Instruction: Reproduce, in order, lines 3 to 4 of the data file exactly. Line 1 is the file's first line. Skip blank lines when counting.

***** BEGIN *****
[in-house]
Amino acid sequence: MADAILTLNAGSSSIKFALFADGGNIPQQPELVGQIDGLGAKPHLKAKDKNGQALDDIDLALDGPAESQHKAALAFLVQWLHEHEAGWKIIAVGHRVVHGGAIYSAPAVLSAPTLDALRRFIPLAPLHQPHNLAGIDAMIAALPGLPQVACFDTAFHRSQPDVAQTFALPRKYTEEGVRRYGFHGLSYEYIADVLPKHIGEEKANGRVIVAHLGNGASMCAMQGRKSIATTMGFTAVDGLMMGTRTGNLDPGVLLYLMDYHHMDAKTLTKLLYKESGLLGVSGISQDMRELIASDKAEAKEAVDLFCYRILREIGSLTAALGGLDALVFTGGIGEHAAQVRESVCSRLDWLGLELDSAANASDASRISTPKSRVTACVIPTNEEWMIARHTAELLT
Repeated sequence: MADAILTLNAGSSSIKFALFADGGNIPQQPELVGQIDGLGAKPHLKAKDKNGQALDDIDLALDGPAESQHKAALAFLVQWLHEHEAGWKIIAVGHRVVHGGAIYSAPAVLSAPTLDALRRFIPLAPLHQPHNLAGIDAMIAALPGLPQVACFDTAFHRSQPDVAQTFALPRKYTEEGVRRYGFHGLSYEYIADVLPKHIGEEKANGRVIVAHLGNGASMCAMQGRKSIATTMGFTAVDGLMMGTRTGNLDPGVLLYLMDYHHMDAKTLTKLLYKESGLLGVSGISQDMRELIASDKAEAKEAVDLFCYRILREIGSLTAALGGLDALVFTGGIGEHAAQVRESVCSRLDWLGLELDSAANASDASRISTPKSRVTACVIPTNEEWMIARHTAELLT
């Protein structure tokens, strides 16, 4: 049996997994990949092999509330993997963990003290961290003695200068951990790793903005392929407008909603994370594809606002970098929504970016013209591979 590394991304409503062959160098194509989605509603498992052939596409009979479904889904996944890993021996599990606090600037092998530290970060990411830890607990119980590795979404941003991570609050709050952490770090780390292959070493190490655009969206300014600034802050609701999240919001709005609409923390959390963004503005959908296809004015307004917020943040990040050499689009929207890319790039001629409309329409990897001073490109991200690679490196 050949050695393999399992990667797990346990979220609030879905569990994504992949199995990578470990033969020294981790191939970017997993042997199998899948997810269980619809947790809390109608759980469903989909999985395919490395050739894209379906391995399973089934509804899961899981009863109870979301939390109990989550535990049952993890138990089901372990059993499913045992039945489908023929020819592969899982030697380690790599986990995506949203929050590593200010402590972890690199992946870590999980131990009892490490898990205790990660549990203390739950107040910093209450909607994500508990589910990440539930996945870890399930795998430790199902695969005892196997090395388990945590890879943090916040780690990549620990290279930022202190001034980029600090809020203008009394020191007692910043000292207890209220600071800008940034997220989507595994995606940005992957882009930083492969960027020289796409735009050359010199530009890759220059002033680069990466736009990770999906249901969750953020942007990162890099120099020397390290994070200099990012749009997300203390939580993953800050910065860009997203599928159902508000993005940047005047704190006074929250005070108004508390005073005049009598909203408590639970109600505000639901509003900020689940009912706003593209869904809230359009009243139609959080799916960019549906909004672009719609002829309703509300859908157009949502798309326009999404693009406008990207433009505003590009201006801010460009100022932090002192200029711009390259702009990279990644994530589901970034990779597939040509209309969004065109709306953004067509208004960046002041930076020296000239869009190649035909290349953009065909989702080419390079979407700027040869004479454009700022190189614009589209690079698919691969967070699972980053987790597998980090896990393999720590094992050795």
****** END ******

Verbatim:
Repeated sequence: MADAILTLNAGSSSIKFALFADGGNIPQQPELVGQIDGLGAKPHLKAKDKNGQALDDIDLALDGPAESQHKAALAFLVQWLHEHEAGWKIIAVGHRVVHGGAIYSAPAVLSAPTLDALRRFIPLAPLHQPHNLAGIDAMIAALPGLPQVACFDTAFHRSQPDVAQTFALPRKYTEEGVRRYGFHGLSYEYIADVLPKHIGEEKANGRVIVAHLGNGASMCAMQGRKSIATTMGFTAVDGLMMGTRTGNLDPGVLLYLMDYHHMDAKTLTKLLYKESGLLGVSGISQDMRELIASDKAEAKEAVDLFCYRILREIGSLTAALGGLDALVFTGGIGEHAAQVRESVCSRLDWLGLELDSAANASDASRISTPKSRVTACVIPTNEEWMIARHTAELLT
């Protein structure tokens, strides 16, 4: 049996997994990949092999509330993997963990003290961290003695200068951990790793903005392929407008909603994370594809606002970098929504970016013209591979 590394991304409503062959160098194509989605509603498992052939596409009979479904889904996944890993021996599990606090600037092998530290970060990411830890607990119980590795979404941003991570609050709050952490770090780390292959070493190490655009969206300014600034802050609701999240919001709005609409923390959390963004503005959908296809004015307004917020943040990040050499689009929207890319790039001629409309329409990897001073490109991200690679490196 050949050695393999399992990667797990346990979220609030879905569990994504992949199995990578470990033969020294981790191939970017997993042997199998899948997810269980619809947790809390109608759980469903989909999985395919490395050739894209379906391995399973089934509804899961899981009863109870979301939390109990989550535990049952993890138990089901372990059993499913045992039945489908023929020819592969899982030697380690790599986990995506949203929050590593200010402590972890690199992946870590999980131990009892490490898990205790990660549990203390739950107040910093209450909607994500508990589910990440539930996945870890399930795998430790199902695969005892196997090395388990945590890879943090916040780690990549620990290279930022202190001034980029600090809020203008009394020191007692910043000292207890209220600071800008940034997220989507595994995606940005992957882009930083492969960027020289796409735009050359010199530009890759220059002033680069990466736009990770999906249901969750953020942007990162890099120099020397390290994070200099990012749009997300203390939580993953800050910065860009997203599928159902508000993005940047005047704190006074929250005070108004508390005073005049009598909203408590639970109600505000639901509003900020689940009912706003593209869904809230359009009243139609959080799916960019549906909004672009719609002829309703509300859908157009949502798309326009999404693009406008990207433009505003590009201006801010460009100022932090002192200029711009390259702009990279990644994530589901970034990779597939040509209309969004065109709306953004067509208004960046002041930076020296000239869009190649035909290349953009065909989702080419390079979407700027040869004479454009700022190189614009589209690079698919691969967070699972980053987790597998980090896990393999720590094992050795």